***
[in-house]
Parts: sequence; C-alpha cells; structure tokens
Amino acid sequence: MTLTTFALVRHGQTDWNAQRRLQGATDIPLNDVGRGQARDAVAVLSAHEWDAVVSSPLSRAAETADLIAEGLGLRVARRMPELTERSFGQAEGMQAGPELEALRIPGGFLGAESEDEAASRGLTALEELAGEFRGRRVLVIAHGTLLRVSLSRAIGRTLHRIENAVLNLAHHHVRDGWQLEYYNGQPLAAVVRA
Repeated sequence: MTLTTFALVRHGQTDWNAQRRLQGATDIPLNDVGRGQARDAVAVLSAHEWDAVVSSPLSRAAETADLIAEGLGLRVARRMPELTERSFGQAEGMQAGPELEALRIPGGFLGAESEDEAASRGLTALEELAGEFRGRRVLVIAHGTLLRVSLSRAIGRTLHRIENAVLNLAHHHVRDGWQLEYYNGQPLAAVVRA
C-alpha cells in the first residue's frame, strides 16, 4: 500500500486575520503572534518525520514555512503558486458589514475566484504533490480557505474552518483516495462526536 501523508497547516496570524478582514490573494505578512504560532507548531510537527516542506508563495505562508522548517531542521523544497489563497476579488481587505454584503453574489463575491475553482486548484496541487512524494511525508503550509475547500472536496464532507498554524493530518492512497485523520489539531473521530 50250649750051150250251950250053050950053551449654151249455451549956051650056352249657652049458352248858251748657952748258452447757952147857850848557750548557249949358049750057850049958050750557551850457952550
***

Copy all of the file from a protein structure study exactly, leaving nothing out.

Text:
[in-house]
Parts: sequence; C-alpha cells; structure tokens
Amino acid sequence: MTLTTFALVRHGQTDWNAQRRLQGATDIPLNDVGRGQARDAVAVLSAHEWDAVVSSPLSRAAETADLIAEGLGLRVARRMPELTERSFGQAEGMQAGPELEALRIPGGFLGAESEDEAASRGLTALEELAGEFRGRRVLVIAHGTLLRVSLSRAIGRTLHRIENAVLNLAHHHVRDGWQLEYYNGQPLAAVVRA
Repeated sequence: MTLTTFALVRHGQTDWNAQRRLQGATDIPLNDVGRGQARDAVAVLSAHEWDAVVSSPLSRAAETADLIAEGLGLRVARRMPELTERSFGQAEGMQAGPELEALRIPGGFLGAESEDEAASRGLTALEELAGEFRGRRVLVIAHGTLLRVSLSRAIGRTLHRIENAVLNLAHHHVRDGWQLEYYNGQPLAAVVRA
C-alpha cells in the first residue's frame, strides 16, 4: 500500500486575520503572534518525520514555512503558486458589514475566484504533490480557505474552518483516495462526536 501523508497547516496570524478582514490573494505578512504560532507548531510537527516542506508563495505562508522548517531542521523544497489563497476579488481587505454584503453574489463575491475553482486548484496541487512524494511525508503550509475547500472536496464532507498554524493530518492512497485523520489539531473521530 50250649750051150250251950250053050950053551449654151249455451549956051650056352249657652049458352248858251748657952748258452447757952147857850848557750548557249949358049750057850049958050750557551850457952550